Mandated by the Healthy, Hunger-Free Kids Act of 2010, the proposed meal pattern updates delivered to the Federal Register today for publication next week are designed to work in concert with USDA’s school meals standards, now implemented in schools across the country. Additionally, the proposed changes support breastfeeding and improve access to healthy beverages, including water and low-fat and fat-free milk. These updated meal patterns are based on the Dietary Guidelines for Americans, scientific recommendations from the Institute of Medicine, and stakeholder input.

CACFP contributes to the nutritious foods that young children need for healthy growth, development, and wellness. Each day, the program provides millions of meals and snacks to children in their regular day care, children residing in emergency shelters, youth participating in afterschool programs, and participants in adult day care programs. While data shows childhood obesity rates are starting to level off, the proposed CACFP meal patterns are critical to creating stronger community nutrition programs and continuing successful obesity prevention efforts to help our youngest children learn to enjoy healthy foods and resolve the obesity problem.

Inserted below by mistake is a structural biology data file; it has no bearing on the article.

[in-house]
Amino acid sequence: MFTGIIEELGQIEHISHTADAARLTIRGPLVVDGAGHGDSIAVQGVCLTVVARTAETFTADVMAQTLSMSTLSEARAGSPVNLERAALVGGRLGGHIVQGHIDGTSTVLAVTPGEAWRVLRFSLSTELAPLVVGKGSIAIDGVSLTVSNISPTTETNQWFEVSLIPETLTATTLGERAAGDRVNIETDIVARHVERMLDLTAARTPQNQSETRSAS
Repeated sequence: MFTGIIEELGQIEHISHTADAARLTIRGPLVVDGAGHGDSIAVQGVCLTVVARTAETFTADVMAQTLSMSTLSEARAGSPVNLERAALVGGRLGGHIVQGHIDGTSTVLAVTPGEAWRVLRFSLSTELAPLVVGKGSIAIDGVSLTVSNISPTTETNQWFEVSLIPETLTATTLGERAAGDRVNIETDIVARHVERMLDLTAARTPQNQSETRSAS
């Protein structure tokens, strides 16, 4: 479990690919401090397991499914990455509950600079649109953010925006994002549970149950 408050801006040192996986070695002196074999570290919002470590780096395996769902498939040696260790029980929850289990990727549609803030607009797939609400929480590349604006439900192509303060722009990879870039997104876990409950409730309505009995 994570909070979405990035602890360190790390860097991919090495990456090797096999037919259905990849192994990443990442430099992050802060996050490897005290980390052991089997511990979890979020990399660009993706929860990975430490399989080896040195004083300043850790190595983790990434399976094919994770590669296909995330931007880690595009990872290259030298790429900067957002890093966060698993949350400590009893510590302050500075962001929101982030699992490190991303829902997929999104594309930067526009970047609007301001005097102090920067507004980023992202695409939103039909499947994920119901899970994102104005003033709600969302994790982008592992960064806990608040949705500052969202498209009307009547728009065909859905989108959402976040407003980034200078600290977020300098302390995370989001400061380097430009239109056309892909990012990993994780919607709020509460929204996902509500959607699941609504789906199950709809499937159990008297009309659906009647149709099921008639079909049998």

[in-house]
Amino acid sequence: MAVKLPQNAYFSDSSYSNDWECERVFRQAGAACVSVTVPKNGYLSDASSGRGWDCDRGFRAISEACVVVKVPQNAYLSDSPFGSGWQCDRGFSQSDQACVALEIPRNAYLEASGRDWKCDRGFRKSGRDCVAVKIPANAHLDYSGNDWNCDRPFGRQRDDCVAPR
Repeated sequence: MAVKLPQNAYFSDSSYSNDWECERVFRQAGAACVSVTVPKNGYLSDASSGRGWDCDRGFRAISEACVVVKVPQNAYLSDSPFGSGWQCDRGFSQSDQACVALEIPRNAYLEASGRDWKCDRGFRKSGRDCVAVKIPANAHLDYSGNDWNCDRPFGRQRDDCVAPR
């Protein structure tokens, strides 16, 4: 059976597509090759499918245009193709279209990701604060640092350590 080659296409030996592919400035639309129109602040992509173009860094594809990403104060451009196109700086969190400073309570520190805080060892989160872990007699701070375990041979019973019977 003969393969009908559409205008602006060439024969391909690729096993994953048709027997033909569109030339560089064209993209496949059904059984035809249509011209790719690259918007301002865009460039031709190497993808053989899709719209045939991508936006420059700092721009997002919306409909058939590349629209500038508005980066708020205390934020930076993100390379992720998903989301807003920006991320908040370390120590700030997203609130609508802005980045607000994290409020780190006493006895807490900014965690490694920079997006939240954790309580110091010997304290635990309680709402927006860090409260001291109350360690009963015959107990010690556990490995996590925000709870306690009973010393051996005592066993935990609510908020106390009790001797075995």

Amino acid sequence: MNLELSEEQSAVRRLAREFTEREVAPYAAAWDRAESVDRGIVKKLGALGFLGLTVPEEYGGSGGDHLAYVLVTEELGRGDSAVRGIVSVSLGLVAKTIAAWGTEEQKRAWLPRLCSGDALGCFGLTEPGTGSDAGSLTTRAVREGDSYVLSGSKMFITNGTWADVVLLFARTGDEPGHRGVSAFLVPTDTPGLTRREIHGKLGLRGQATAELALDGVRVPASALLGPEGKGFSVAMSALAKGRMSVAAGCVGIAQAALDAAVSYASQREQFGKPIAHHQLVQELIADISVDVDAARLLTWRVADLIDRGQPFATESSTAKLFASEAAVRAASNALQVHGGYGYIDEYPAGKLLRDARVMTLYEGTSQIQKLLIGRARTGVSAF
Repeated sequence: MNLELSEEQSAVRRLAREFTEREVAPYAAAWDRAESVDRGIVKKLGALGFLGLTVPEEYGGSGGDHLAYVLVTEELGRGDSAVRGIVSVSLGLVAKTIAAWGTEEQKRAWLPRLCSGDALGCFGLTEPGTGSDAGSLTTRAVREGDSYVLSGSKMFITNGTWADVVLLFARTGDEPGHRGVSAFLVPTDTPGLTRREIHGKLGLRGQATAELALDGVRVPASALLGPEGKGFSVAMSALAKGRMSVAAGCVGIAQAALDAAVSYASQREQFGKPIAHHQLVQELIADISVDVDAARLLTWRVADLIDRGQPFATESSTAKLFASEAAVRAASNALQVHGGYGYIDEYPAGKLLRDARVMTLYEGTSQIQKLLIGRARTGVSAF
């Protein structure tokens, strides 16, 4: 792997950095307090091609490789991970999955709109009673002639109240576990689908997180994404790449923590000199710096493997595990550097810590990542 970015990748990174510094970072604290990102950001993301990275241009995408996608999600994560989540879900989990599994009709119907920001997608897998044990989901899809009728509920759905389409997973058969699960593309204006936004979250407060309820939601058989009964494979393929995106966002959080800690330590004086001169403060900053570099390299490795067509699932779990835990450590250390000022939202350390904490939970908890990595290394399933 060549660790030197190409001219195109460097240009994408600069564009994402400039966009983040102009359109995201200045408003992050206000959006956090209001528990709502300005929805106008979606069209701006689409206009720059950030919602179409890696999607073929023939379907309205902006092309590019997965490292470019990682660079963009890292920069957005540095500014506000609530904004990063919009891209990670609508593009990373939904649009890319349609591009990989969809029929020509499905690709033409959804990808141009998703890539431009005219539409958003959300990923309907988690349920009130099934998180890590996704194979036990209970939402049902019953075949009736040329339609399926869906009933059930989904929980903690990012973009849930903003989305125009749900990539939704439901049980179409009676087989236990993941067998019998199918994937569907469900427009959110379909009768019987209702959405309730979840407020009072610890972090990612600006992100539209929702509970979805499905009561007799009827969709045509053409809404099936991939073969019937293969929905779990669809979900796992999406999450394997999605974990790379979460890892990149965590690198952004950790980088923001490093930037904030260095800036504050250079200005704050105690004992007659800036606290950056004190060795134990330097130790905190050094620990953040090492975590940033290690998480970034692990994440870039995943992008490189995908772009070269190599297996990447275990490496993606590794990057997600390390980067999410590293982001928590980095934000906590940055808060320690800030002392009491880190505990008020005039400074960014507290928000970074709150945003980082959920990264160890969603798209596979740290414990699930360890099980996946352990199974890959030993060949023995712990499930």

“Not only does this program ensure nutritious meals for children,” Concannon said, “It also enables child care providers to sustain their businesses and provide affordable care to low income families.”

USDA is seeking input on the proposed rule from the public.  Those interested in reviewing the proposal and offering comments during the 90 day period are encouraged to do so once it is published at, a Web-based portal to make it easy for citizens to participate in the federal rulemaking process. All comments received will be considered carefully in finalizing the rule before it is implemented.